Arguments against the change will be led by Abbott and the Deputy Prime Minister, Mark Vaile.
The Democrats Senator Natasha Stott Despoja finds it difficult to check her hostility when some of her male colleagues let loose. "It is hardly surprising that anything that relates to women's bodies, including drugs, is treated differently from other types of debates in this place," she says. "After all, that is why this debate has become so controversial. Some legislators, some conservative and primarily male legislators, are finding it impossible to avoid interfering in women's reproductive health rights."
Because members and senators have been allowed a rare conscience vote, the lobbying has been intense. Everyone, from church groups and doctors to Abbott, has been furiously trying to win people over.
No one arriving at Parliament House during the week would have been able to dodge the issue. On Thursday various entrances to the building were staked out by anti-abortion campaigners waving effigies of the Virgin Mary, holding tiny dolls to represent foetuses, and brandishing black coffins.
At least two senators - Victorian Liberal Mitch Fifield and Queensland Liberal Ian Macdonald - received Abbott's personal touch. Macdonald summarises the case that was put to him. Abbott gave him three reasons to vote against the bill: to preserve the supremacy of Parliament; that passing the bill would reflect badly on himself and the Government; and that decisions on the availability of the drug should not be left to unaccountable public servants.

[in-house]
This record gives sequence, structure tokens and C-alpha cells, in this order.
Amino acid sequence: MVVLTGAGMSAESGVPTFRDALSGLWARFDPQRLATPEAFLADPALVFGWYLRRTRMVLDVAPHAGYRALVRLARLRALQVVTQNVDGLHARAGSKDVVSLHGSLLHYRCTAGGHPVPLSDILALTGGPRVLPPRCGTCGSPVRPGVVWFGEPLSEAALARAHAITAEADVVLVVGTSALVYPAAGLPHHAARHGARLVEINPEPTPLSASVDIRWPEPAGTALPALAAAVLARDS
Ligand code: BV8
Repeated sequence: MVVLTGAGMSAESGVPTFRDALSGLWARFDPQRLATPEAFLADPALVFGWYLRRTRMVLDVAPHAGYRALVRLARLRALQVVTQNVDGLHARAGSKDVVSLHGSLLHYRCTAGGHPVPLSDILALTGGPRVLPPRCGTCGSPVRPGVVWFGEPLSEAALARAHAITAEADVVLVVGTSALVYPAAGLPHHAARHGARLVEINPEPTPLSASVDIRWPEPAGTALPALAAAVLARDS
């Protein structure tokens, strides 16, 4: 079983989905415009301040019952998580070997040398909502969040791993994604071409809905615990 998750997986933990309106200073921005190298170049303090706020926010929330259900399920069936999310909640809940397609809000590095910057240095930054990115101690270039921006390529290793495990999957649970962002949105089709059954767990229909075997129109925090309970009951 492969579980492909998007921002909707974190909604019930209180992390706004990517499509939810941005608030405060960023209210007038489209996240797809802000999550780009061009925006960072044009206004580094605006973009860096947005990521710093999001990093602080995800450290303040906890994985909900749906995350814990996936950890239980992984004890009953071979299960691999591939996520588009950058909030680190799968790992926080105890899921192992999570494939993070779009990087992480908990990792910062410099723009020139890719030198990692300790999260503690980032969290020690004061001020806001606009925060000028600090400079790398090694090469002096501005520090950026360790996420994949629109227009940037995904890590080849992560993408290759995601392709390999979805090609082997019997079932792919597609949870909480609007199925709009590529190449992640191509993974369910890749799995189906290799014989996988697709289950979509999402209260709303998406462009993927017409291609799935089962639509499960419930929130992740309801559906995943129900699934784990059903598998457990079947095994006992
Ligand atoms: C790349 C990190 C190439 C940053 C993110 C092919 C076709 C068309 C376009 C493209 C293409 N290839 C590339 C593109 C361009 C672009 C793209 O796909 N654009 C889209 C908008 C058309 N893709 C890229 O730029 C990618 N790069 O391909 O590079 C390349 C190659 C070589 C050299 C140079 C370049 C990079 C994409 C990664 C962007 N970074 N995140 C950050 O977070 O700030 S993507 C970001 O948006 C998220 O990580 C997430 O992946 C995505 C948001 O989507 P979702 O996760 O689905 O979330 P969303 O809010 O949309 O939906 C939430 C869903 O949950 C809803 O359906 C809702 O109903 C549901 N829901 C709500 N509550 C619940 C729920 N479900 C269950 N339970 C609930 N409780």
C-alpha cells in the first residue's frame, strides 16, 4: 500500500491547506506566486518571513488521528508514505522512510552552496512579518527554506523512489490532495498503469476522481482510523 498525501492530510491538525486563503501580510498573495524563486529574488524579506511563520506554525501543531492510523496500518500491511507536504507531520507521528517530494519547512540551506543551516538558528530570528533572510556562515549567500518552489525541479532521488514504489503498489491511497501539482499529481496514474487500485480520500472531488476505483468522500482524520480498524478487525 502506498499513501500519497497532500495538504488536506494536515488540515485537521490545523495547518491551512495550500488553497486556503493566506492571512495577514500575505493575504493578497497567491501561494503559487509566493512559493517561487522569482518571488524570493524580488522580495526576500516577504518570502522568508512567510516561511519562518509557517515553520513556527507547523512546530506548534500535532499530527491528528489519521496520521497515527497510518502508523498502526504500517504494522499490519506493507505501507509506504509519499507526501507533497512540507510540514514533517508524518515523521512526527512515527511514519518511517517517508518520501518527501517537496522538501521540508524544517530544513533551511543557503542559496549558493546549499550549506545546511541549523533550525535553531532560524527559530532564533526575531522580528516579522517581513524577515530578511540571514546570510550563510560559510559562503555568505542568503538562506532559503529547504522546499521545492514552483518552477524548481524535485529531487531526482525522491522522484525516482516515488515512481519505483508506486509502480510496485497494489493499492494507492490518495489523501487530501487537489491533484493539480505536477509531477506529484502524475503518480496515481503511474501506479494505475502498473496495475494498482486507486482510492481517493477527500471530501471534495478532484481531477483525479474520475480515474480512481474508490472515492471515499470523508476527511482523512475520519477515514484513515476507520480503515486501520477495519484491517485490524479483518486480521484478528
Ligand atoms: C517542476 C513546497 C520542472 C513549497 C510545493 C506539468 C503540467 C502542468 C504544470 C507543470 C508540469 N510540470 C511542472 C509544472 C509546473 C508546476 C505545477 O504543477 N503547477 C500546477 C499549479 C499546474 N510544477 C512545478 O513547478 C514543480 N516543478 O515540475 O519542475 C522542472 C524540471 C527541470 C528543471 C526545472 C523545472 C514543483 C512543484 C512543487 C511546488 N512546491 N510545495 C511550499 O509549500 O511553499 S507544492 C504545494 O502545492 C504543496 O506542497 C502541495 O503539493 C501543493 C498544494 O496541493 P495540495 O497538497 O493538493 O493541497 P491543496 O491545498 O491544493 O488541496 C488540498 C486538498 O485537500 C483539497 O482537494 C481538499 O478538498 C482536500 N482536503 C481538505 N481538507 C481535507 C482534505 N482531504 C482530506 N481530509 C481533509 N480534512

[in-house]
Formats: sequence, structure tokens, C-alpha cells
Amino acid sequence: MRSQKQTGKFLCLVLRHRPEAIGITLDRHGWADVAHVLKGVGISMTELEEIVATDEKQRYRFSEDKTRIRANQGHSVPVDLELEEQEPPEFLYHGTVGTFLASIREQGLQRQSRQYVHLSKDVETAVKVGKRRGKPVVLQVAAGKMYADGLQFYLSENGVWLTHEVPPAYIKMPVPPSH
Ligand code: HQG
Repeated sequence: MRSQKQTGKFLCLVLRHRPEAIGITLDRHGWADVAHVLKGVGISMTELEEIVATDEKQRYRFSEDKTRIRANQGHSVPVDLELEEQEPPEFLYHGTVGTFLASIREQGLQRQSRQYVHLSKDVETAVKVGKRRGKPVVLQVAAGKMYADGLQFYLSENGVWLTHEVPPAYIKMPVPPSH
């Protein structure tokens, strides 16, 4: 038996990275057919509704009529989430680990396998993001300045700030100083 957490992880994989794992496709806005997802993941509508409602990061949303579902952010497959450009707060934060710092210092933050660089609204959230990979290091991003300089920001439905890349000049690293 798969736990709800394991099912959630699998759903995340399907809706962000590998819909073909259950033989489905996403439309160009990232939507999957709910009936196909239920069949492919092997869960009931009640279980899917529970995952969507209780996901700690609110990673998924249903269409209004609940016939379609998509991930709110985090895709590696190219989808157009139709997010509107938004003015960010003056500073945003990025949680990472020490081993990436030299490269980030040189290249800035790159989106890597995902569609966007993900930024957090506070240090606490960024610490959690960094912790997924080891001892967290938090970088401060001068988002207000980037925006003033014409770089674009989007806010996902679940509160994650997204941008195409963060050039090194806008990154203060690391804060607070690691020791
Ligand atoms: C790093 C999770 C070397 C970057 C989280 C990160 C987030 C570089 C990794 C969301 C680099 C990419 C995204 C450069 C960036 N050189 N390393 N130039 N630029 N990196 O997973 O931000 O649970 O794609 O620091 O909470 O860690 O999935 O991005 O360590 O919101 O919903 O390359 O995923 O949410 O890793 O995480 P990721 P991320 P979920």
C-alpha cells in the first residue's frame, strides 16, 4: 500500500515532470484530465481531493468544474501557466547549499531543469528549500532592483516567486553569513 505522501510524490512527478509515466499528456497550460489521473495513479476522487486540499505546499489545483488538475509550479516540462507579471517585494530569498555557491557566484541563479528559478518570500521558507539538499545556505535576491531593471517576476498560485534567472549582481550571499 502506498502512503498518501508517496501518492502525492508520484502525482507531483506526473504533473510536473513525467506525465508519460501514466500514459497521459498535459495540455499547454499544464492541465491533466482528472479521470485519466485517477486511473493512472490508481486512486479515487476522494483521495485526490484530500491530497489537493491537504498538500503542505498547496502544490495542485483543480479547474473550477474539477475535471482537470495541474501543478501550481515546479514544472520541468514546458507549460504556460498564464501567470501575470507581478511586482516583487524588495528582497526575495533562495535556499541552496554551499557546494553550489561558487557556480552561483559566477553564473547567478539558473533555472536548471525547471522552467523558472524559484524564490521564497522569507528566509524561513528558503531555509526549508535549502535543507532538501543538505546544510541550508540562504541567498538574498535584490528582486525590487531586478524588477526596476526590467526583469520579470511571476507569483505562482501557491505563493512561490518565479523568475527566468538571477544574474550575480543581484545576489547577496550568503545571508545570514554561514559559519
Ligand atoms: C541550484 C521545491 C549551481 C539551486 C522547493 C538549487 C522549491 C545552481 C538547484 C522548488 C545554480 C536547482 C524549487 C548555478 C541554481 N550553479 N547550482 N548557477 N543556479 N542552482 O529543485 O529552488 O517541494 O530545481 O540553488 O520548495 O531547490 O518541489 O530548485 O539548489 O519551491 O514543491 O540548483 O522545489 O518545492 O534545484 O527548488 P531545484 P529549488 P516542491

While grateful for the help, Macdonald does not find the arguments convincing. "I could not help observing to the minister that it was only four years ago, at the time of the republican debate, when a certain minister was quoted as saying, 'You can't trust politicians to choose a president.'
"Perhaps you cannot trust them to choose a president, but apparently politicians can make a decision on a drug which some say is life-saving and some say is life-destroying. I do, in fairness to Mr Abbott, say that he did suggest that he may have been misquoted or misunderstood on the 'don't trust a politician' comment."
Lobbying not done by Abbott is being ably performed by a former staffer, Simone Holzapfel, the head of a new group called Australians Against RU486.
IN AUSTRALIAN politics, the major parties generally dictate how their members will vote. Any normal debate is held behind closed doors. Showing the public a united front is almost mandatory. But abortion is not a normal issue.
Anyone looking for an indication of what could happen next week should take a look at how the vote went on Thursday night. Among the 45 senators who voted for the bill were two senior Government ministers - Helen Coonan and Amanda Vanstone - as well as former ministers Kay Patterson and Robert Hill. Of the 27 women senators, 24 supported the bill.
All Democrats and Greens senators voted in favour of change. Most of Labor did, and the exceptions found themselves amid a throng of Coalition senators including ministers Minchin, Chris Ellison and Eric Abetz.
Hill thought it was important enough for him to stay on as a backbencher despite resigning from his ministry earlier this year before his retirement from politics.
Watching over them from a crowded public gallery was Stone, a consistent and outspoken advocate for overturning what amounts to a ban on the drug. Stone is proof that having a different view from her leader is no bar to promotion. After a year of campaigning for change, she was promoted from a parliamentary secretary to the ministry in last month's reshuffle.